To thrive in a foreign country, managers have to study the ways of the people there and ensure that they understand them. It is therefore paramount that managers should avoid ethnocentrism and parochialism but be rather ready to adapt to the local culture.

Trying to bring a total overhaul of affairs will not only meet resistance from the locals, but will also make it difficult for the company in a place like Saudi Arabia (Inglehart and Wayne 2000). In Saudi Arabia religion comes first before other issues for example, work which is contrary to other cultures where work is given priority to religion. It is therefore vital that any organization gives this a serious thought.

It is a routine in Saudi Arabia that men should pray five times a day and companies should provide for these. But some of this prayer periods fall on work time and company’s precious time might be wasted if the men are allowed to go out. Managers can therefore provide the men with places to pray within the premises of the company.

This will save time that would have been wasted moving to look for places to pray as well as send information that the company respects the Muslim religion thus, improving the morale of employees and consequently their output (Abdallah 2001). On the same note, Islam religion which the Saudis observe requires that people should fast in the month of Ramadan and Muslims are taught to be inactive at that period.

On the contrary, research has shown that despite activities being low during Ramadan, the productivity of the Muslim is not affected. However, firms which feel that employees do not perform to their best during the day when they go without food may introduce night shifts to get the maximum out of each employee (Deresky 2008).

Saudis are quite unwilling to do manual jobs (Kogan 2003) which are the bulky and the main jobs in the drilling industry and thus, for a company which will entirely depend on Saudi labor there will be a problem. Companies can choose to employ foreign people who will be more willing to take up the jobs.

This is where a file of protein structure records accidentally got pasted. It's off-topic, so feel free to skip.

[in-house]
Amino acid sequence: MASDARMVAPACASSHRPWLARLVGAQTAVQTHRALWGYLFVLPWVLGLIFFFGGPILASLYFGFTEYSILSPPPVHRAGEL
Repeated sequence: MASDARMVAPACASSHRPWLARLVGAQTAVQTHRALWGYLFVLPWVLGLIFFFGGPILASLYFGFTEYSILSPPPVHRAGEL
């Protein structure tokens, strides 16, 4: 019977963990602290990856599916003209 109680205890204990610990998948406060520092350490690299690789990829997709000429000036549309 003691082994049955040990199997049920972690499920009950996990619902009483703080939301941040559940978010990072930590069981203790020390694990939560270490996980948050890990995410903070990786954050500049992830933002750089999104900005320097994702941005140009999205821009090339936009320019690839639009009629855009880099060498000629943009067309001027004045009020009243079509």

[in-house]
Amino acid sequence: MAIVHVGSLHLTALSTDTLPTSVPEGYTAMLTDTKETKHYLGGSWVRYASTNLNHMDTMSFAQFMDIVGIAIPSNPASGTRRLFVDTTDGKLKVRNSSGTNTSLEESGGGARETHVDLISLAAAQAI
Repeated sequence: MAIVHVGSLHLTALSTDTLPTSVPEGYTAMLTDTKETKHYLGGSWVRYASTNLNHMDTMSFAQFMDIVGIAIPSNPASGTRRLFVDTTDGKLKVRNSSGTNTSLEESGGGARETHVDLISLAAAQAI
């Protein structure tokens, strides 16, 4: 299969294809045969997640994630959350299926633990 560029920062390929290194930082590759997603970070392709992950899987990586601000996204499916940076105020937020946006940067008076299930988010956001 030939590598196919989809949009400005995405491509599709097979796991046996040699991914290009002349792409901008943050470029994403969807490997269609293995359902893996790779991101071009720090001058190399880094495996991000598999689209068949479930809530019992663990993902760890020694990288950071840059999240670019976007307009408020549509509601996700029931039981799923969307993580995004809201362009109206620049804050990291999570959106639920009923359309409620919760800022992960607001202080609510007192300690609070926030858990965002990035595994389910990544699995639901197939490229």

On the same note, the foreigners will in most cases either have the knowledge required or will be willing and easy to teach since language might not be an impediment. Along with that, reward based on performance can be a good strategy to motivate the employees in Saudi because this increases productivity of people from all cultures (Russell 2007).

It should however be noted that, the international firms can also include the locals in their management team to ensure that cultural issues can be addressed accordingly. Additionally, continuous training on matters appertaining cross-cultural issues is really important in improving capabilities and flexibility among the employees (Mead and Tim 2009).

Relation to Previous Studies

The previous studies carried out concentrated on the use of cultural frameworks to study national cultural differences yet the frameworks are known to be subjective. Additionally, the studies generalized the results of one country and assumed the same could be used to all other countries of the same region (Hodgetts, Luthans and Jonathan 2005) which is not necessarily true.

In addition to that, most studies were carried out a long time ago and the data used is outdated and does not reflect the recent changes in the Saudi government, for example the loosening of restrictions on women. Other than that, some of the strict Islamic rules are not observed nowadays and the effect of this is not depicted in earlier researches (Ahlstrom and Garry 2009).

It is also important to note that culture is specific and cannot be studied from one side only which is a mistake done by many earlier researches. The cultural difficulties encountered by other firms in other Muslim countries may not be the same as those faced in Saudi Arabia’s drilling industry as other studies may put it, hence the need to carry out the study specifically for Saudi Arabia.


The research proposes to employ a multi-dimensional method of study whereby surveys, interviews, literature review and cultural frameworks will be used. This has been chosen because of the ability to get a variety of results thus enabling comparison across the board to increase precision and validity of the results.

Literature review will help in providing knowledge into existing information about the topic as well as providing an idea of what exactly has been studied regarding cultural differences and organizational performance (Pagell, Katz and Chwen 2005). The literature review will therefore be concentrated on books, journals, credible websites, newspapers and other peer reviewed scholarly articles about the topic.

On the same note, cultural frameworks have been used by many scholars in the past to study the cultural differences (Sirmon and peter 2004), and though they are not as objective as may be required they will provide a good platform to understand national cultural differences (McSweeney 2002).

On top of that, surveys and interviews will provide first hand information of what is actually happening on the ground, besides presenting the opportunity of participating and thus fully understanding the effect of the cultural differences. Additionally, the two will enable collection of recent data as well as paving way for understanding how recent social-cultural changes are affecting organizations.